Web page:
While, hastening to the Ocean, hoary floods

Sent up a thin and radiant mist between, There Beauty sleeps in Grandeur's arms,
Softening the beauty that it could not hide. And sheltered there from all alarms,
Lo! higher still the stately Palm-trees rise, Hath nought on earth to fear.

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The Dwellers in that lovely bower, That to this Eden bore If mortal shape may breathe such blessed air, Your almost hopeless souls :-how bold Might gaze on it from morn till evening-hour, It seems to lie, all danger o’er, Nor wish for other sight more touching fair. A speck amid the fluid gold Why look abroad? All things are here That burns along the shore! Delightful to the eye and ear, And fragrance pure as light floats all around. But if they look—those mystic gleams, Five cloudless days have, from the placid The glory we adore in dreams,

deep, May here in truth be found.

In glory risen o'er this refulgent Isle, Fronting the bower, eternal woods. And still the Sun retired to rest too soon; Darkening the mountain-solitudes, And each night with more gracious smile, With awe the soul oppress :

Guarding the lovers when they sleep, There dwells, with shadowy glories crown'd, Hath watch'd the holy Moon. Rejoicing in the gloom profound,

Through many a dim and dazzling glade, The Spirit of the Wilderness.

They in their restless joy have stray'd, Lo! stretching inward on the right, In many a grot reposed, and twilight-cave; A winding vale eludes the sight,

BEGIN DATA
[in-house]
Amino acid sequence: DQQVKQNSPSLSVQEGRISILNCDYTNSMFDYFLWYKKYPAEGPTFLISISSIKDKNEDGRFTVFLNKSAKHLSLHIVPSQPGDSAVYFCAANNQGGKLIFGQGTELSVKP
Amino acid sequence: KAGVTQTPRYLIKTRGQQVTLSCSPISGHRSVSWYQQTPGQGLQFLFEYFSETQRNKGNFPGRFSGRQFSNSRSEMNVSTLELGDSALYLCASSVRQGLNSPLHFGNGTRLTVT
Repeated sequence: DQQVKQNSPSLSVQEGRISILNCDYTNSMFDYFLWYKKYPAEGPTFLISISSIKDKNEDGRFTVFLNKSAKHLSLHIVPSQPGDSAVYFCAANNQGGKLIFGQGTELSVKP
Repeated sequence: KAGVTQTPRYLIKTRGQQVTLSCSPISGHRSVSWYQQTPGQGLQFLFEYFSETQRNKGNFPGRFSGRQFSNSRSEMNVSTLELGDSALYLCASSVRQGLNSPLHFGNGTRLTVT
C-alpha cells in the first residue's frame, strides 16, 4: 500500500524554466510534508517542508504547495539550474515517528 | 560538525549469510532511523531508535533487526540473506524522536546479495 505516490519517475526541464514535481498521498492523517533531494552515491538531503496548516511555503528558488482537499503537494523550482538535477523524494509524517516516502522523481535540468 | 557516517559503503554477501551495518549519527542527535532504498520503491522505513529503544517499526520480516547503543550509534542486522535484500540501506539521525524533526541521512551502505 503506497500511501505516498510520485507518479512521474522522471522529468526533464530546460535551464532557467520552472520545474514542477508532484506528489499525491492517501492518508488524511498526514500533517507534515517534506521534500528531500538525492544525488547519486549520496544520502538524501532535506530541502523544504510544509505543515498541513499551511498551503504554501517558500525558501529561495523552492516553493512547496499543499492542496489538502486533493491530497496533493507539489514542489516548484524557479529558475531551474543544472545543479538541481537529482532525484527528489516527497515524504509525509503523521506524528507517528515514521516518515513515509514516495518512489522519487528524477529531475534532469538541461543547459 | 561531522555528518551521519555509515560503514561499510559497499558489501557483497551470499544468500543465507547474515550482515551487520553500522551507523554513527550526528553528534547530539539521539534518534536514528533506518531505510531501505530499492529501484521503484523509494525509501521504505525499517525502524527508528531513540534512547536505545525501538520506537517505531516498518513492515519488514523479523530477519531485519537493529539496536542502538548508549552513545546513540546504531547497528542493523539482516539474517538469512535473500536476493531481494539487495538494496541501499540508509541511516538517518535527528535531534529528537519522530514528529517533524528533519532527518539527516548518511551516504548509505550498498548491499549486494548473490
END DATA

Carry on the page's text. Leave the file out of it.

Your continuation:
Have wander'd round each ocean-bay, But where it dics the happy soul must dream: And gazed where inland-waters lay Oh! never sure beneath the sun,

Serene as night, and bright as day, Along such lovely banks did run

Untouch'd by wind or wave. So musical a stream.

Happy their doom, though strange and wild, But who shall dare in thought to paint And soon their souls are reconciled Yon fairy-waterfall?

For ever here to live, and here to die. Still moisten’d by the misty showers, Why should they grieve? a constant mirth From fiery-red, to yellow soft and faint, With music fills the air and earth, Fantastic bands of fearless flowers

And beautifies the sky. Sport o'er the rocky wall;

High on the rocks the wild-flowers shine And ever, through the shrouding spray, In beauty bathed, and joy divine : Whose diamonds glance as bright as they, In their dark nooks to them are given Float birds of graceful form, and gorgeous The sunshine and the dews of Heaven.